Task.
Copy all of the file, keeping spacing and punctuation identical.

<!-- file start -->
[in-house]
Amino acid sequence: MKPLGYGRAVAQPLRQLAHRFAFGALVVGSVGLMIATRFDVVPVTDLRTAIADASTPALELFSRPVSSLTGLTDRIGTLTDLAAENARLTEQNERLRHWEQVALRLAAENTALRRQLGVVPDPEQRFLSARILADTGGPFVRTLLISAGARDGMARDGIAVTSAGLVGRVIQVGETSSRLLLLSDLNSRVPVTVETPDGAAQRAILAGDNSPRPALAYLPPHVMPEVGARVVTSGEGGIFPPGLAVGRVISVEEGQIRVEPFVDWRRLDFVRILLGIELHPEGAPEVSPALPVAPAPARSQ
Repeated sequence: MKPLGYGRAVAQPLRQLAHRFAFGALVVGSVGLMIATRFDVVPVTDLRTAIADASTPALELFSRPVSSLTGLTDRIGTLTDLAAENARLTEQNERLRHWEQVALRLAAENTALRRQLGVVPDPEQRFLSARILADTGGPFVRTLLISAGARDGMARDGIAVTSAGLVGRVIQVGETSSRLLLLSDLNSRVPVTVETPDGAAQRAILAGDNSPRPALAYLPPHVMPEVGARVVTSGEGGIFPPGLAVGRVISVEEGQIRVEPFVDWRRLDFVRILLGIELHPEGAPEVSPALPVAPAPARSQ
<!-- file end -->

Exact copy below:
[in-house]
Amino acid sequence: MKPLGYGRAVAQPLRQLAHRFAFGALVVGSVGLMIATRFDVVPVTDLRTAIADASTPALELFSRPVSSLTGLTDRIGTLTDLAAENARLTEQNERLRHWEQVALRLAAENTALRRQLGVVPDPEQRFLSARILADTGGPFVRTLLISAGARDGMARDGIAVTSAGLVGRVIQVGETSSRLLLLSDLNSRVPVTVETPDGAAQRAILAGDNSPRPALAYLPPHVMPEVGARVVTSGEGGIFPPGLAVGRVISVEEGQIRVEPFVDWRRLDFVRILLGIELHPEGAPEVSPALPVAPAPARSQ
Repeated sequence: MKPLGYGRAVAQPLRQLAHRFAFGALVVGSVGLMIATRFDVVPVTDLRTAIADASTPALELFSRPVSSLTGLTDRIGTLTDLAAENARLTEQNERLRHWEQVALRLAAENTALRRQLGVVPDPEQRFLSARILADTGGPFVRTLLISAGARDGMARDGIAVTSAGLVGRVIQVGETSSRLLLLSDLNSRVPVTVETPDGAAQRAILAGDNSPRPALAYLPPHVMPEVGARVVTSGEGGIFPPGLAVGRVISVEEGQIRVEPFVDWRRLDFVRILLGIELHPEGAPEVSPALPVAPAPARSQ